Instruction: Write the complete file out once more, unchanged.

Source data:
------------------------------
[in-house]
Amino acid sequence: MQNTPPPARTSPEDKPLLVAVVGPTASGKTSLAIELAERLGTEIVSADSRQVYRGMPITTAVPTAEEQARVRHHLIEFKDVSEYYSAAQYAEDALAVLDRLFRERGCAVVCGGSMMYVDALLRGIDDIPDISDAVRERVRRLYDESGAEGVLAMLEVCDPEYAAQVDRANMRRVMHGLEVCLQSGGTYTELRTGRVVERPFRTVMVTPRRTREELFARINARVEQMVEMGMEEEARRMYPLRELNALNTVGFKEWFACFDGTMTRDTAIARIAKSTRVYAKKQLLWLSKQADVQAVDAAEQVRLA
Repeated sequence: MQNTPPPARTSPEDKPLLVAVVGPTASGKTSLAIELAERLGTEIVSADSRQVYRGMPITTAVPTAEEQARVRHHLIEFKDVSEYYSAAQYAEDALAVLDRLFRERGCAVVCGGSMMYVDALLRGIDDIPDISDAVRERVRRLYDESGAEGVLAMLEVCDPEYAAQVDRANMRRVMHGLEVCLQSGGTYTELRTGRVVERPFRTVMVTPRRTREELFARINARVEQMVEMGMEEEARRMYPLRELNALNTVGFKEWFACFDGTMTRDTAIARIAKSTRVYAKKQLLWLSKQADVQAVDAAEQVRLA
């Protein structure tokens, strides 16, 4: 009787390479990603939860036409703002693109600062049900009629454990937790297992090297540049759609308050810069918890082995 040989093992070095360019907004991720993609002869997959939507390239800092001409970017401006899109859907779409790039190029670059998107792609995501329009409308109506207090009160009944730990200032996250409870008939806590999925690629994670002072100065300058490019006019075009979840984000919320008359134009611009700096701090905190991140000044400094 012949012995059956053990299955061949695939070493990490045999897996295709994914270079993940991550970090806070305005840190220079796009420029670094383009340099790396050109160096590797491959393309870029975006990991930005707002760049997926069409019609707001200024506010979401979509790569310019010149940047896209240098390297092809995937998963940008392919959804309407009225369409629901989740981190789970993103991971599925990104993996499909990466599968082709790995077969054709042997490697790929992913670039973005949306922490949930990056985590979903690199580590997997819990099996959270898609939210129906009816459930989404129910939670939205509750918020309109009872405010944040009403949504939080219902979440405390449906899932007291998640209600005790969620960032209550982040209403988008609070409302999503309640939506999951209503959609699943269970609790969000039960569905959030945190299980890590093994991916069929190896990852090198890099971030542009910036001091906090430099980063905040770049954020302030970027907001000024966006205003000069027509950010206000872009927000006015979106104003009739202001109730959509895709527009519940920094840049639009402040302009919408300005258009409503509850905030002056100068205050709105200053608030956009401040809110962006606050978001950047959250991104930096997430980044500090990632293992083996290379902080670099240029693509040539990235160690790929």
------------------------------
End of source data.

[in-house]
Amino acid sequence: MQNTPPPARTSPEDKPLLVAVVGPTASGKTSLAIELAERLGTEIVSADSRQVYRGMPITTAVPTAEEQARVRHHLIEFKDVSEYYSAAQYAEDALAVLDRLFRERGCAVVCGGSMMYVDALLRGIDDIPDISDAVRERVRRLYDESGAEGVLAMLEVCDPEYAAQVDRANMRRVMHGLEVCLQSGGTYTELRTGRVVERPFRTVMVTPRRTREELFARINARVEQMVEMGMEEEARRMYPLRELNALNTVGFKEWFACFDGTMTRDTAIARIAKSTRVYAKKQLLWLSKQADVQAVDAAEQVRLA
Repeated sequence: MQNTPPPARTSPEDKPLLVAVVGPTASGKTSLAIELAERLGTEIVSADSRQVYRGMPITTAVPTAEEQARVRHHLIEFKDVSEYYSAAQYAEDALAVLDRLFRERGCAVVCGGSMMYVDALLRGIDDIPDISDAVRERVRRLYDESGAEGVLAMLEVCDPEYAAQVDRANMRRVMHGLEVCLQSGGTYTELRTGRVVERPFRTVMVTPRRTREELFARINARVEQMVEMGMEEEARRMYPLRELNALNTVGFKEWFACFDGTMTRDTAIARIAKSTRVYAKKQLLWLSKQADVQAVDAAEQVRLA
């Protein structure tokens, strides 16, 4: 009787390479990603939860036409703002693109600062049900009629454990937790297992090297540049759609308050810069918890082995 040989093992070095360019907004991720993609002869997959939507390239800092001409970017401006899109859907779409790039190029670059998107792609995501329009409308109506207090009160009944730990200032996250409870008939806590999925690629994670002072100065300058490019006019075009979840984000919320008359134009611009700096701090905190991140000044400094 012949012995059956053990299955061949695939070493990490045999897996295709994914270079993940991550970090806070305005840190220079796009420029670094383009340099790396050109160096590797491959393309870029975006990991930005707002760049997926069409019609707001200024506010979401979509790569310019010149940047896209240098390297092809995937998963940008392919959804309407009225369409629901989740981190789970993103991971599925990104993996499909990466599968082709790995077969054709042997490697790929992913670039973005949306922490949930990056985590979903690199580590997997819990099996959270898609939210129906009816459930989404129910939670939205509750918020309109009872405010944040009403949504939080219902979440405390449906899932007291998640209600005790969620960032209550982040209403988008609070409302999503309640939506999951209503959609699943269970609790969000039960569905959030945190299980890590093994991916069929190896990852090198890099971030542009910036001091906090430099980063905040770049954020302030970027907001000024966006205003000069027509950010206000872009927000006015979106104003009739202001109730959509895709527009519940920094840049639009402040302009919408300005258009409503509850905030002056100068205050709105200053608030956009401040809110962006606050978001950047959250991104930096997430980044500090990632293992083996290379902080670099240029693509040539990235160690790929």